However, it’s important to note a gap in the thinking here: the “design” largely relates to organisational needs, the design of the negotiation process (such as the identification of stakeholders), and the evaluation of the process. If, however, we go back to the idea that “access” needs now to be read more widely as “accessibility”, especially in light of the significant deployment of digital resources, then “design” has another front-end evaluation task, concerning the needs of those who are less immediately able to use digital tools and devices.

As my ODR and disability rights colleagues, Lainey Feingold and David Larson make clear, reliance on digital resources means reliance on tools that create special access needs. The discussion of equal access and digital resources typically draws our attention to the “digital divide” – the uneven spread and availability of resources such as smart phones, adequate broadband, and basic computer literacy. While this gap is diminishing, it remains both real and a matter typically for central government policy.

Consider, however, other forms of “digital disadvantage”: if you’re reading this on a desktop or laptop computer, for the next 15 minutes (or even 5 minutes) put your computer mouse or touchpad aside and navigate your screen and between web links or pages solely using keyboard commands (with whatever combination of Control, Command, Alt, Option, and arrow keys your have at your disposal). Just to take it a little further, try that with one hand. Access to digital resources – including the emerging world of access to legal information online – will require a degree of manual dexterity that not all possess in equal measure. Now, if you wear glasses, take them off and try to read the standard font on your screen.

Imagine, too, that you are one of the 1 in 12 men or 1 in 200 women who are colour blind (indeed, some of you may not need to imagine this). How much is your navigation of your computer screen dependent on colour cues?

Kluwer mediation blog authors might also note, on the editing page of the WordPress template, in the panel where you select the time to submit your blog, there’s a “readability” tag. While we might assume a level of literacy in our audience, the assumption may not always hold true in two respects: literacy and language competence. Take that into the world of website design for digital access to legal information (say, on employment or immigration rights, or relationship property laws, or traffic violations) and again it’s clear that accessibility needs to shape access. All the more so where text-heavy web page design confronts someone who is, at best, marginally literate. Or where, as much in New Zealand as elsewhere, migrant and refugee communities face language challenges in access to legal and government services (though the proliferation of multi-language pages is heartening).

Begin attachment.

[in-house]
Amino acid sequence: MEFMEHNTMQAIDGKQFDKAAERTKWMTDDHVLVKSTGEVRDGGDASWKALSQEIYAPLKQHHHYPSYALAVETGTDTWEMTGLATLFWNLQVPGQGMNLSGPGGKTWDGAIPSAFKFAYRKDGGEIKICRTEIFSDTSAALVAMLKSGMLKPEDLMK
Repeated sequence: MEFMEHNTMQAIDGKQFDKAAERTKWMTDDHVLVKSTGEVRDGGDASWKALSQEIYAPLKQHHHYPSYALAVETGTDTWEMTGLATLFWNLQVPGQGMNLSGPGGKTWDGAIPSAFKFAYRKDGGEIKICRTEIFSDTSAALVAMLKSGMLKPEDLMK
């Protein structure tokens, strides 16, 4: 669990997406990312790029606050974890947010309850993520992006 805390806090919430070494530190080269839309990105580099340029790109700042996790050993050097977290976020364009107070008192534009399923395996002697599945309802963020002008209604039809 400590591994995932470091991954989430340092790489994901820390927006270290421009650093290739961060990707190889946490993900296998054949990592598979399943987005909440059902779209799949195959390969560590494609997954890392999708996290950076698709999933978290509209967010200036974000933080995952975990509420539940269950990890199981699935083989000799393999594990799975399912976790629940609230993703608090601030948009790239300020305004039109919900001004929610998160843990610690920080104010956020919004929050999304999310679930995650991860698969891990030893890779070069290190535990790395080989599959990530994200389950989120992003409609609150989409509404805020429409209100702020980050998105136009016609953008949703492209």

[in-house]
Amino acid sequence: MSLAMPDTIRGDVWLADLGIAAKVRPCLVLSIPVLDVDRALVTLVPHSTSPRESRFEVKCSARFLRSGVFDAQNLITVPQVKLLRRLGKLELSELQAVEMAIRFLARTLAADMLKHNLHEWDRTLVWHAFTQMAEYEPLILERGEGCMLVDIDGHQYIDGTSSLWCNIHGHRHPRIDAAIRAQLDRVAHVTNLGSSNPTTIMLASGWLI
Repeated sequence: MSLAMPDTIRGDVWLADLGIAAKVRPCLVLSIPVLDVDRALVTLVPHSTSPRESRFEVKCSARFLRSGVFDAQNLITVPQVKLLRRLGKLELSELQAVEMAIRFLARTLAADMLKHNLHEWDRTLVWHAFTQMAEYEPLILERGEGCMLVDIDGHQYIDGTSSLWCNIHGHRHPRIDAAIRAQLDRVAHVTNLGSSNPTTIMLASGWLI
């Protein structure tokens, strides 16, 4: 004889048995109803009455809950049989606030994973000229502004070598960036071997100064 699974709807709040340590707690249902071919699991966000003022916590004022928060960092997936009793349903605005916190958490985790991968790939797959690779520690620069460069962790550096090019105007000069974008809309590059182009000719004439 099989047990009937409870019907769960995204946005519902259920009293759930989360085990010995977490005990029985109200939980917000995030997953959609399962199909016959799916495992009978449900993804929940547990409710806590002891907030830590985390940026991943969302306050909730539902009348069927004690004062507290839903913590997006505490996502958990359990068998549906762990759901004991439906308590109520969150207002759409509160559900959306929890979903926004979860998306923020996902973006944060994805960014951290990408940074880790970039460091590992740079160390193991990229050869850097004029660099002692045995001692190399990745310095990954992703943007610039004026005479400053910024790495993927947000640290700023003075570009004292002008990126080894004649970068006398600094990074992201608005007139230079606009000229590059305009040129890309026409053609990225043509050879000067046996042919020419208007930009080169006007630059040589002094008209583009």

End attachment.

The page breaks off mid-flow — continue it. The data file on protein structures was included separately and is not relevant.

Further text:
Without going into the full range of disabilities that might affect access and thus equity, it becomes clear that a respect for disputant needs becomes part and parcel of the design of dispute resolution strategies and resources. Recognition of variations in visual, mobility, cognitive, auditory, dexterity capacities provide the challenge – with the same degree of moral imperative as cultural, identity and gender differences – in this next phase of digital (and real life) access to justice.

Perhaps – by way of conclusion – the best insights come from the “capabilities” approach to justice of Amartya Sen and Martha Nussbaum, in moving away from the grand designs of theories of justice or emphases on equality or liberty, to focus instead on institutional and social practices that best recognise and enhance the capabilities of citizens. These are, according to Nussbaum, “not just abilities residing inside a person but also the freedoms or opportunities created by a combination of personal abilities and the political, social, and economic environment” [Creating Capabilities: The Human Development Approach, 2011]. “The capability approach purports that freedom to achieve well-being is a matter of what people are able to do and to be, and thus the kind of life they are effectively able to lead.“ [Stanford] It’s not too much of a stretch to see those goals as consistent with the founding values of mediation and access to justice.